Swedish retailer H&M said it makes every effort to ensure its cotton does not come from appropriated land, however, the company admitted that it cannot provide an absolute guarantee.
The statement from the world’s second-largest retailer is in response to a Swedish television show’s accusation that H&M was using cotton from areas in Ethiopia that are vulnerable to land-grabbing. Land-grabbing is used to describe the buying or leasing of land in developing countries without the consent of the surrounding local communities. Governments of developing countries often sell the land to foreign companies as an attempt to boost agriculture, but in some cases local farmers are forced off their property.
According to a company statement, “H&M does not accept appropriation of land, so-called land-grabbing. Because of that we demand that our suppliers ensure that they do not use cotton from the Omo Valley region where there is a higher risk for land-grabbing.”
H&M said its risk assessment showed that land-grabbing did not take place where its direct suppliers are located and that it was not possible to trace any land-grabbing further down its cotton delivery chain. “The cotton used in our products come from different regions and we therefore cannot guarantee that the cotton fiber is not from the affected areas. Today we can only trace organic cotton and sustainable cotton from the Better Cotton Initiative. Our goal is to use 100 percent of the cotton by the year 2020, which will allow for better control. We are already the world’s biggest buyer of organic cotton,” H&M noted.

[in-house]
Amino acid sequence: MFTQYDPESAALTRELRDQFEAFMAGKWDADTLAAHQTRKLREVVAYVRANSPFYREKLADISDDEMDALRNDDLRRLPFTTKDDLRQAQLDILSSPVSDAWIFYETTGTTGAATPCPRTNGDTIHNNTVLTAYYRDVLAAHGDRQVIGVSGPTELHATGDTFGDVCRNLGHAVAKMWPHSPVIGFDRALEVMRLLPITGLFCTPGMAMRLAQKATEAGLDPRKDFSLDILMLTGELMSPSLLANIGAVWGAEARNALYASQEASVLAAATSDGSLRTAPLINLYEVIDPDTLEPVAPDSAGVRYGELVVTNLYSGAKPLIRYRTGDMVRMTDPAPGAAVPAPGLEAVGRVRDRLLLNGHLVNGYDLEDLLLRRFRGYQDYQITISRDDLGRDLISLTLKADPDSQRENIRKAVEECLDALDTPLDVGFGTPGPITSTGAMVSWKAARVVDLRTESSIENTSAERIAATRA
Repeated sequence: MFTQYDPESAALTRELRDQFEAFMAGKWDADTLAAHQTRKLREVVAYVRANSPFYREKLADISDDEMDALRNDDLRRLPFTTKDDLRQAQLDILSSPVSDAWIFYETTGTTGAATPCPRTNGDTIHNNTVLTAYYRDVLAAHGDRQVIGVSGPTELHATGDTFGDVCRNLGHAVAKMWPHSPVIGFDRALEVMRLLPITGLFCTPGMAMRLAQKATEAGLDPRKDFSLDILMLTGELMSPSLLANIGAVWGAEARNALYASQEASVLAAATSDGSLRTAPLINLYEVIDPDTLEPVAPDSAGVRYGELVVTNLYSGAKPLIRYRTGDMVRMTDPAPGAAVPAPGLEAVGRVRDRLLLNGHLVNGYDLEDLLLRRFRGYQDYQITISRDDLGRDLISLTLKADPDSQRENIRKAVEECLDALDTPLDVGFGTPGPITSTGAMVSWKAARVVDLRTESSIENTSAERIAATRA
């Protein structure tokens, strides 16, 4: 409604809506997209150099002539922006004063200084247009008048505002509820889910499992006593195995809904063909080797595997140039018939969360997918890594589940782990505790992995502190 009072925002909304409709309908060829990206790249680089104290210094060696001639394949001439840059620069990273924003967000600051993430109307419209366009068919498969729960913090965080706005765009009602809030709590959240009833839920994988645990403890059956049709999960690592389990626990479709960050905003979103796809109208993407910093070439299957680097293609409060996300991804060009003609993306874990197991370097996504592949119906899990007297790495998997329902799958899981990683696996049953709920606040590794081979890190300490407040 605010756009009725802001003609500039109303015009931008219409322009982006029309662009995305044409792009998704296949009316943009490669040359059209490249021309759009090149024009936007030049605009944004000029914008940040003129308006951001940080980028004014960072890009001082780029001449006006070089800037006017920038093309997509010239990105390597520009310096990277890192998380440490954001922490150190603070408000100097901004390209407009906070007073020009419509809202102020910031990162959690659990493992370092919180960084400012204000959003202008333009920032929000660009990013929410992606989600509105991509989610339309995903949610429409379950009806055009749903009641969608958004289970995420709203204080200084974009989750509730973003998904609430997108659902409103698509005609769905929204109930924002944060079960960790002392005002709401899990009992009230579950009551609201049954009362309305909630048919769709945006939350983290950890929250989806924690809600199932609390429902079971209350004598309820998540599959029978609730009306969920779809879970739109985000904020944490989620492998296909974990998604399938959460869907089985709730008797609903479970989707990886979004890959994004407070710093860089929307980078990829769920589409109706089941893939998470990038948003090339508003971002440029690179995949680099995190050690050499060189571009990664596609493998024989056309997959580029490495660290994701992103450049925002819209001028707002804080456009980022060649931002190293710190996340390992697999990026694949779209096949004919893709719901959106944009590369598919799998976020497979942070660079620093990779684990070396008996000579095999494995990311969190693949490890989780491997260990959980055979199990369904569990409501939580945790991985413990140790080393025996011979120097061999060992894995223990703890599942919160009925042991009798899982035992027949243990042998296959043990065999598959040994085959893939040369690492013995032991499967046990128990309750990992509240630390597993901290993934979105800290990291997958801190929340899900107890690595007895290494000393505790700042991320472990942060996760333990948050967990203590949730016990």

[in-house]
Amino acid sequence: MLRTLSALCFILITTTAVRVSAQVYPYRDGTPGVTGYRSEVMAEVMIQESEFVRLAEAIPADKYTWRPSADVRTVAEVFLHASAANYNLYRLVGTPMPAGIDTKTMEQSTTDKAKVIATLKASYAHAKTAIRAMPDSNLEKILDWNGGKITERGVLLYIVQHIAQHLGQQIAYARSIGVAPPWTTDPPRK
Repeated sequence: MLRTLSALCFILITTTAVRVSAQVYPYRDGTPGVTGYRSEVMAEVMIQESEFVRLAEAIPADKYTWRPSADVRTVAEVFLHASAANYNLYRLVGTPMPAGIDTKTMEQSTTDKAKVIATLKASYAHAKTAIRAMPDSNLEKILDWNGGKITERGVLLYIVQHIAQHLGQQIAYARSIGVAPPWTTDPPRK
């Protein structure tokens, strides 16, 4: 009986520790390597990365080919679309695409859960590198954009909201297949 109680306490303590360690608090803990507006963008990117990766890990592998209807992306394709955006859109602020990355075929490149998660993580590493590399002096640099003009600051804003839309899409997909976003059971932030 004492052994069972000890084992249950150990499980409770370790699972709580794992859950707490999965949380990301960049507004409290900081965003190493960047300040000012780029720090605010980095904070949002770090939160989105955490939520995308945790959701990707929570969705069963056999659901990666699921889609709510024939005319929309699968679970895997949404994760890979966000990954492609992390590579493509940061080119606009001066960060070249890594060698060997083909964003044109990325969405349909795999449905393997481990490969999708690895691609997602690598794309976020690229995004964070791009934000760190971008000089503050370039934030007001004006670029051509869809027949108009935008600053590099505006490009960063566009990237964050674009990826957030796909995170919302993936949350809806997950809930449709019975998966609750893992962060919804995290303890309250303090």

The Swedish retailer has been at the forefront of promoting Ethiopia’s garment industry since it began sourcing from the African country in 2013. It noted that its experiences in dealing with other global textile industry issues, like wage talks in Bangladesh, are lessons it takes with them as the company begins to form partnerships with Ethiopian suppliers.
H&M said it welcomes the review of its operations and a discussion of how the industry as a whole can work to affect the textile industry in a positive way. “Together with other stakeholders, we have a responsibility to deal with the problem of land-grabbing. By attending in the country work preventively, we see that we can influence in a positive direction,” the retailer shared.
The company added that it has also discussed the issue of land-grabbing with representatives of the Ethiopian government while also keeping an ongoing dialogue between aid agencies and the Ethiopian government. H&M said, “Key issues are how local people are involved and compensated properly when the state leases land.”